I know of a young woman about to marry a serving member of the Royal Air force. Not Kate Middleton, but my daughter Nicola. Her fiance has just begun a four month long posting to the Falkland Islands, so he'll come back to a frenzy of preparations for a wedding in July.
News of a wedding is always good - there's always a story of happiness and commitment there. I'm delighted about Nicola's situation, and I can't find it in me to be grumpy about the forthcoming royal nuptials. Yes, there will be a relentless tide of publicity, the shops will be full of souvenir tat, and the BBC will fawn and scrape obsequiously. Yes, the monarchy is a fossilised relic of an unjust and outdated model of society that belongs on the scrapheap. None of this will be the fault of the young people involved, and I wish them well. Like Nicola and her fiance Chris, they met in St Andrews, just six or seven miles away from where I sit now. There's a nice syncronicity to all of this that I am enjoying.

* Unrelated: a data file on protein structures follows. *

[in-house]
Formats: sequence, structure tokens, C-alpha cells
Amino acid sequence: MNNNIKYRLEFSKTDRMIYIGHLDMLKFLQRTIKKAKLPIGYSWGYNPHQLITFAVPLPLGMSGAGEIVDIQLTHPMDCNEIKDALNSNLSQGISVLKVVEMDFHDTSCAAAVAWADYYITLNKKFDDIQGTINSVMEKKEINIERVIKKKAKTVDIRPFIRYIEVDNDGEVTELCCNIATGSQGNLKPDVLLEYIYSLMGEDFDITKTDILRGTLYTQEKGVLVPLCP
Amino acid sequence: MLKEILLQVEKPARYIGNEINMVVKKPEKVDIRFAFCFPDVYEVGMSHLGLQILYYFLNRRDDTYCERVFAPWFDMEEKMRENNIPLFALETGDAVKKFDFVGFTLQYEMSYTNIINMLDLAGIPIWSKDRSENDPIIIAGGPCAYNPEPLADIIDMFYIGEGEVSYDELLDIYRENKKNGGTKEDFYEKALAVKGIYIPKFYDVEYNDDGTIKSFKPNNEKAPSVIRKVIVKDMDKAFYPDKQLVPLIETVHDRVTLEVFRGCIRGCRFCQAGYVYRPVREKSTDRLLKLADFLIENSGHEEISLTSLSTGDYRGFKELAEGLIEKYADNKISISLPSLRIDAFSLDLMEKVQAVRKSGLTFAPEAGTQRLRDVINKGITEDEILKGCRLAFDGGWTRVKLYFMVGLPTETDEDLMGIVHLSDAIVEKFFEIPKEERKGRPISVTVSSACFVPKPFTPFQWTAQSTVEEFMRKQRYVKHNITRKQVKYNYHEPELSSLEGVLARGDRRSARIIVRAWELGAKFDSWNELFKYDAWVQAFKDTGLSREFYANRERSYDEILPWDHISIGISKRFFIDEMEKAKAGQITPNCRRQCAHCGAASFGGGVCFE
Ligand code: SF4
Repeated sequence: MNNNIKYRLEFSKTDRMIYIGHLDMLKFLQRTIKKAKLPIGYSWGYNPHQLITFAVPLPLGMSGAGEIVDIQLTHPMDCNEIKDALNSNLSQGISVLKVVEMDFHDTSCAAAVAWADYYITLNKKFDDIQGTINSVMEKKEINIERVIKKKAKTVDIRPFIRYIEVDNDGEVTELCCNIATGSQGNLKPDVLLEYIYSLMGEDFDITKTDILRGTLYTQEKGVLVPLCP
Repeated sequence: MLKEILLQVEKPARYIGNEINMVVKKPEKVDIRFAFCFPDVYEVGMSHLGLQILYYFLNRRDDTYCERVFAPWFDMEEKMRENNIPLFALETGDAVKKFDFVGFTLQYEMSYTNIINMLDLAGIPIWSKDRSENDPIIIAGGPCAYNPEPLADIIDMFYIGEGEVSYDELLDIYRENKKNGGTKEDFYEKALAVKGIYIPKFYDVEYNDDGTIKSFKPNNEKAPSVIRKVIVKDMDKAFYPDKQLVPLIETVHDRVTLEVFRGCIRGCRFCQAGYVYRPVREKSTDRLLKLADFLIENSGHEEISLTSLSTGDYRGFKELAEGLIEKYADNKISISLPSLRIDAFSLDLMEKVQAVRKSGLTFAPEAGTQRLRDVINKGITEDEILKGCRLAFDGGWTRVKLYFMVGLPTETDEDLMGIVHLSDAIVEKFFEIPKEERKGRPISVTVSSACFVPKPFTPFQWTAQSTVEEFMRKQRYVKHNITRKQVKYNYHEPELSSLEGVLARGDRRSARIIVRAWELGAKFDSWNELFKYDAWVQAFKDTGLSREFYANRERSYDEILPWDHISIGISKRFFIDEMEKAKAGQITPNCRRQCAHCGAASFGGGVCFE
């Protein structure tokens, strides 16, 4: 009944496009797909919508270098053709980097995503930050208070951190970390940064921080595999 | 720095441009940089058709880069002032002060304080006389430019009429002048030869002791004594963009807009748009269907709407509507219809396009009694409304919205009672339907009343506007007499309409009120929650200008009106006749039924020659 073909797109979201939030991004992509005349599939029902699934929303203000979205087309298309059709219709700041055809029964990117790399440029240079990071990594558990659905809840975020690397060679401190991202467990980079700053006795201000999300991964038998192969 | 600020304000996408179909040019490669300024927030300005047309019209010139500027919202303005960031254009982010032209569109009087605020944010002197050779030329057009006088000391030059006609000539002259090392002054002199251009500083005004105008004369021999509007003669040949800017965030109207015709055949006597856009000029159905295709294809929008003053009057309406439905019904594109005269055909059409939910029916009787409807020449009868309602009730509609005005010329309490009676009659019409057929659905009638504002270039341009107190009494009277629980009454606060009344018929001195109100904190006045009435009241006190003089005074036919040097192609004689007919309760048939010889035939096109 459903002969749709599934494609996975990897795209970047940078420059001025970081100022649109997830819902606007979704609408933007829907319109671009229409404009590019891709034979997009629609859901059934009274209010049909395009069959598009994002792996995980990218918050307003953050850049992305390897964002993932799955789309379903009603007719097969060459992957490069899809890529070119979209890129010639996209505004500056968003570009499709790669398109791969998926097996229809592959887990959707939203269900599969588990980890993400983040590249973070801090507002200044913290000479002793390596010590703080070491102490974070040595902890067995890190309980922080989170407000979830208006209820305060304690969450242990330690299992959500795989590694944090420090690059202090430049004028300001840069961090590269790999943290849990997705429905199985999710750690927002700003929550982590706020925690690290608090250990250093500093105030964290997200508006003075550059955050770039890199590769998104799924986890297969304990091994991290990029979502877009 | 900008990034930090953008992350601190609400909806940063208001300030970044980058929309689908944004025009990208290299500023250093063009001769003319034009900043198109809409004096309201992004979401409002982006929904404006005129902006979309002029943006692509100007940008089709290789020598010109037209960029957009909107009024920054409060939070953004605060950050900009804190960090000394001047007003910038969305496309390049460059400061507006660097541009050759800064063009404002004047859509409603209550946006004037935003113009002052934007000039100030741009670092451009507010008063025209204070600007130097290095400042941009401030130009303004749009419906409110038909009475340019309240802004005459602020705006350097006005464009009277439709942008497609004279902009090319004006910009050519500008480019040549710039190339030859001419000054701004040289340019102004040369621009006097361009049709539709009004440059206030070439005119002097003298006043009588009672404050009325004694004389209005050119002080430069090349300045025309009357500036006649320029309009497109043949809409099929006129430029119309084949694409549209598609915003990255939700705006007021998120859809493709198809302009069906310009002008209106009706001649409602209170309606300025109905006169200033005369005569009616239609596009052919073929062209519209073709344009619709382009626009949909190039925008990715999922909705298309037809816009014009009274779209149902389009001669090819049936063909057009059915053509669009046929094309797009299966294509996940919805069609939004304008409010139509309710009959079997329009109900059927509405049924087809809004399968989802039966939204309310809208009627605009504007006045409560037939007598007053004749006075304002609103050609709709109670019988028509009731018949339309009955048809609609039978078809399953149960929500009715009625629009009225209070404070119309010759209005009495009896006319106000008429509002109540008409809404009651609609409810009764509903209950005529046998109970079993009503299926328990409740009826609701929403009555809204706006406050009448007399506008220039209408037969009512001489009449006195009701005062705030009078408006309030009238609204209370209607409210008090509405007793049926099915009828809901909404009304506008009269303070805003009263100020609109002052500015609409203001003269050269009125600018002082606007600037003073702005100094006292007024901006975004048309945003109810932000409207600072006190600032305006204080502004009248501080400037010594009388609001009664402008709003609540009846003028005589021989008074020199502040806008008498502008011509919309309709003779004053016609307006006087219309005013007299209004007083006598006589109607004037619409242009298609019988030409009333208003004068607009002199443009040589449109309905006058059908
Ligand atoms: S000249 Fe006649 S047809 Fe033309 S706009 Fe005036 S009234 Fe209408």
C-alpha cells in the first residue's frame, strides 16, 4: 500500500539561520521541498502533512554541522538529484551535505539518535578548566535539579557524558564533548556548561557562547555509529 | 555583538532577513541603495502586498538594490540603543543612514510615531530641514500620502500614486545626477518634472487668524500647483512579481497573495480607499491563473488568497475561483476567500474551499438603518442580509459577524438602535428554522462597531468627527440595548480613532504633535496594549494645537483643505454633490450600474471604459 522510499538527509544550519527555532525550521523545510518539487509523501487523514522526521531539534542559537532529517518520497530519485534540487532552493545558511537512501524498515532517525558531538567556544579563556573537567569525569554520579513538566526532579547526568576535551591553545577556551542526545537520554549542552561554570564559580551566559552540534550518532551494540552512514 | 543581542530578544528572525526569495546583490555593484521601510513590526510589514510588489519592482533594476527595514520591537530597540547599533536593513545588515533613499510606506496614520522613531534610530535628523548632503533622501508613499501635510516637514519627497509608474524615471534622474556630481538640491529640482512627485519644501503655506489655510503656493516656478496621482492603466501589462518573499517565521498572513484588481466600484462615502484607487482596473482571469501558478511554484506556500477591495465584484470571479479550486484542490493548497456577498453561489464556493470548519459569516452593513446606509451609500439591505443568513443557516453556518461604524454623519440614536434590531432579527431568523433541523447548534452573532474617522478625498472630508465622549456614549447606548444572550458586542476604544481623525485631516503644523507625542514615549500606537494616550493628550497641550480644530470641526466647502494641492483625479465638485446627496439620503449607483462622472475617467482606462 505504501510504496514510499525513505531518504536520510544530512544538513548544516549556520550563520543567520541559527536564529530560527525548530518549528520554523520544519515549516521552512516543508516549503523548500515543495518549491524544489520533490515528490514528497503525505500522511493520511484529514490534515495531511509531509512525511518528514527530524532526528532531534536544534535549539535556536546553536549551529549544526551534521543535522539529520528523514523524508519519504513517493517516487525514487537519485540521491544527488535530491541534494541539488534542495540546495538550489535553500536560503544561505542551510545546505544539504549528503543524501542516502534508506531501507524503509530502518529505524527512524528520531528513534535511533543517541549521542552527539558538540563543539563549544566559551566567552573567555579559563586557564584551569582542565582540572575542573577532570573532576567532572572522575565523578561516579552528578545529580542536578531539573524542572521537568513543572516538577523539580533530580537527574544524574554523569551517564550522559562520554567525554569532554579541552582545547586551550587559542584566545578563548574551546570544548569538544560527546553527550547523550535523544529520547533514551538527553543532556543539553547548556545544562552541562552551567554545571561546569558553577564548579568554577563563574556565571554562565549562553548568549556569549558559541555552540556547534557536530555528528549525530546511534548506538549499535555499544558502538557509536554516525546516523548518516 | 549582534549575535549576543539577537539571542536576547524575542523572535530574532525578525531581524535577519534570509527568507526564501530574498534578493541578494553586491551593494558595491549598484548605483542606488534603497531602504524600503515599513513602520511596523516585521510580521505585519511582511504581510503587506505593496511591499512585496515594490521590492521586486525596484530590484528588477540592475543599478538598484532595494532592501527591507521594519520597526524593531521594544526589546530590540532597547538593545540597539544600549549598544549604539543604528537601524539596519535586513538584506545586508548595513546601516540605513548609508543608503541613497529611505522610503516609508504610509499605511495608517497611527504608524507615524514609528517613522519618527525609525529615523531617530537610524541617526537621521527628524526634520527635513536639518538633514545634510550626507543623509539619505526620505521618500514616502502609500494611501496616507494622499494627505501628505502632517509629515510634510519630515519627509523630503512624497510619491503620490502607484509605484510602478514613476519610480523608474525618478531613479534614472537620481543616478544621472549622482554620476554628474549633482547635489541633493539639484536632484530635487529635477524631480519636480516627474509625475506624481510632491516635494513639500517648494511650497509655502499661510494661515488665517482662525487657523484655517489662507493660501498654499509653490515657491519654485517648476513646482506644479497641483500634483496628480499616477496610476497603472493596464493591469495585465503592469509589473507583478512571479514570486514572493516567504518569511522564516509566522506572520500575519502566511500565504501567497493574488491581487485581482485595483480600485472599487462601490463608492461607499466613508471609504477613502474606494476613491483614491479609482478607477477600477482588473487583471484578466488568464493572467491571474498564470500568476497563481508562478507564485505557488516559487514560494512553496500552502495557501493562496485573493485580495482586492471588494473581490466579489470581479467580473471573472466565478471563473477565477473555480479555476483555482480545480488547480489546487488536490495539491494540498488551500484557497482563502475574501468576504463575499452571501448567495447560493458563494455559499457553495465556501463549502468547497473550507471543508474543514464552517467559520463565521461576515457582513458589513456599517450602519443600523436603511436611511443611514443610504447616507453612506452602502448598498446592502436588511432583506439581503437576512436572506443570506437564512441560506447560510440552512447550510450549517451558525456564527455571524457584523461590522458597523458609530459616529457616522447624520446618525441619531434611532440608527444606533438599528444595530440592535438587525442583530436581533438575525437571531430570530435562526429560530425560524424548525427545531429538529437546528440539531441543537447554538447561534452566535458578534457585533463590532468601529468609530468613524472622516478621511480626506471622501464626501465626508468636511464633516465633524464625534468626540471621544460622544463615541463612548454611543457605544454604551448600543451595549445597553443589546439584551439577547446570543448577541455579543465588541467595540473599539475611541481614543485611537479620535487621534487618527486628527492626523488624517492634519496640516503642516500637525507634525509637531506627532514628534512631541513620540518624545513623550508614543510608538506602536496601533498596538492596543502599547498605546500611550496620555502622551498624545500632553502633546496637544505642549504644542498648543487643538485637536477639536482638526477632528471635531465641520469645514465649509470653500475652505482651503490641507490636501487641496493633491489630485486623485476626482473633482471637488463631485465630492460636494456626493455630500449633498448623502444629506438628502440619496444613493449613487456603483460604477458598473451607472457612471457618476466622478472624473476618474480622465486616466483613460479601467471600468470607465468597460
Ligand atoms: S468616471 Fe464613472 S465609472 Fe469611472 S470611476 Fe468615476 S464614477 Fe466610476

It's just a month since my father's funeral, and it is good to be reminded that life is a regenerative process. I've been utterly flat and ill for the last month, having massively overdrawn my stamina and energy accounts during the time of my father's death, and I'll take my comfort from where I can find it.
TV Tuesday: Time After Time
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